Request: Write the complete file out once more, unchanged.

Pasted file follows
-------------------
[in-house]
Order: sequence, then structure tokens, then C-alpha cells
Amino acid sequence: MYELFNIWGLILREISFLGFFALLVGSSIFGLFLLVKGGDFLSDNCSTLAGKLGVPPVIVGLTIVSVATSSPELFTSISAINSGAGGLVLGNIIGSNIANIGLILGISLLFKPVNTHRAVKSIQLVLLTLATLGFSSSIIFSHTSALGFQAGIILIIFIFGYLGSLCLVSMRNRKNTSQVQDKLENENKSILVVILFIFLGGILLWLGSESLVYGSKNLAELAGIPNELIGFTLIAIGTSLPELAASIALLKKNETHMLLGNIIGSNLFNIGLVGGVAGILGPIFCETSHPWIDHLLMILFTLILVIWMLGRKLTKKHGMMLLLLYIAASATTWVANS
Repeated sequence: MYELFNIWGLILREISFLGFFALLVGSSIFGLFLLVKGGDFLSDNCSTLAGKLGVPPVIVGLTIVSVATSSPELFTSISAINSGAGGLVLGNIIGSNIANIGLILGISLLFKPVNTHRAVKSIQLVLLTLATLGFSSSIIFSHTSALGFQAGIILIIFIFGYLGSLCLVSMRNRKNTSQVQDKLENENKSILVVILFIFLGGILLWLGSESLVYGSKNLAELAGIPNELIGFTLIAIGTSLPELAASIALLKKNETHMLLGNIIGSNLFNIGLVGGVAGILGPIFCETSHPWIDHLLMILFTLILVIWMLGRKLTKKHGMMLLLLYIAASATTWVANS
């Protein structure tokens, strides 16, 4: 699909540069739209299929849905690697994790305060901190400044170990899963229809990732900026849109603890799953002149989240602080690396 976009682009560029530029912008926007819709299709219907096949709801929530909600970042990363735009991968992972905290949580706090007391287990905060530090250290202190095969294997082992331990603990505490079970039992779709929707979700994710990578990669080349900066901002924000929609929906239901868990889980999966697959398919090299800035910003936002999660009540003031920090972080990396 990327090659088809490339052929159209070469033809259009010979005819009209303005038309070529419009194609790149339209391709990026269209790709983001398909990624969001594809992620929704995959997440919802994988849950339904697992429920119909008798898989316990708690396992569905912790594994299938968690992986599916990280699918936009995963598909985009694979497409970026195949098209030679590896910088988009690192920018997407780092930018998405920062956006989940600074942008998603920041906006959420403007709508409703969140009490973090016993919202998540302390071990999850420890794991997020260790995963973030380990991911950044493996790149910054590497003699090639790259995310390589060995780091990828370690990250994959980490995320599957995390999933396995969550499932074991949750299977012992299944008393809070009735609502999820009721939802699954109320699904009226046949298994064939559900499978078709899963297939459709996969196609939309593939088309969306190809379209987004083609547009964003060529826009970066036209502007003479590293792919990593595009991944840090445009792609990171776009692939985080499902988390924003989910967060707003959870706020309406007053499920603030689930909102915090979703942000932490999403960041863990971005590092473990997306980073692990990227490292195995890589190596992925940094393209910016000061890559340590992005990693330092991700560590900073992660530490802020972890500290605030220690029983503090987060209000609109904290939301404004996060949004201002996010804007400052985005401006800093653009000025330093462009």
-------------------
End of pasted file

[in-house]
Order: sequence, then structure tokens, then C-alpha cells
Amino acid sequence: MYELFNIWGLILREISFLGFFALLVGSSIFGLFLLVKGGDFLSDNCSTLAGKLGVPPVIVGLTIVSVATSSPELFTSISAINSGAGGLVLGNIIGSNIANIGLILGISLLFKPVNTHRAVKSIQLVLLTLATLGFSSSIIFSHTSALGFQAGIILIIFIFGYLGSLCLVSMRNRKNTSQVQDKLENENKSILVVILFIFLGGILLWLGSESLVYGSKNLAELAGIPNELIGFTLIAIGTSLPELAASIALLKKNETHMLLGNIIGSNLFNIGLVGGVAGILGPIFCETSHPWIDHLLMILFTLILVIWMLGRKLTKKHGMMLLLLYIAASATTWVANS
Repeated sequence: MYELFNIWGLILREISFLGFFALLVGSSIFGLFLLVKGGDFLSDNCSTLAGKLGVPPVIVGLTIVSVATSSPELFTSISAINSGAGGLVLGNIIGSNIANIGLILGISLLFKPVNTHRAVKSIQLVLLTLATLGFSSSIIFSHTSALGFQAGIILIIFIFGYLGSLCLVSMRNRKNTSQVQDKLENENKSILVVILFIFLGGILLWLGSESLVYGSKNLAELAGIPNELIGFTLIAIGTSLPELAASIALLKKNETHMLLGNIIGSNLFNIGLVGGVAGILGPIFCETSHPWIDHLLMILFTLILVIWMLGRKLTKKHGMMLLLLYIAASATTWVANS
């Protein structure tokens, strides 16, 4: 699909540069739209299929849905690697994790305060901190400044170990899963229809990732900026849109603890799953002149989240602080690396 976009682009560029530029912008926007819709299709219907096949709801929530909600970042990363735009991968992972905290949580706090007391287990905060530090250290202190095969294997082992331990603990505490079970039992779709929707979700994710990578990669080349900066901002924000929609929906239901868990889980999966697959398919090299800035910003936002999660009540003031920090972080990396 990327090659088809490339052929159209070469033809259009010979005819009209303005038309070529419009194609790149339209391709990026269209790709983001398909990624969001594809992620929704995959997440919802994988849950339904697992429920119909008798898989316990708690396992569905912790594994299938968690992986599916990280699918936009995963598909985009694979497409970026195949098209030679590896910088988009690192920018997407780092930018998405920062956006989940600074942008998603920041906006959420403007709508409703969140009490973090016993919202998540302390071990999850420890794991997020260790995963973030380990991911950044493996790149910054590497003699090639790259995310390589060995780091990828370690990250994959980490995320599957995390999933396995969550499932074991949750299977012992299944008393809070009735609502999820009721939802699954109320699904009226046949298994064939559900499978078709899963297939459709996969196609939309593939088309969306190809379209987004083609547009964003060529826009970066036209502007003479590293792919990593595009991944840090445009792609990171776009692939985080499902988390924003989910967060707003959870706020309406007053499920603030689930909102915090979703942000932490999403960041863990971005590092473990997306980073692990990227490292195995890589190596992925940094393209910016000061890559340590992005990693330092991700560590900073992660530490802020972890500290605030220690029983503090987060209000609109904290939301404004996060949004201002996010804007400052985005401006800093653009000025330093462009």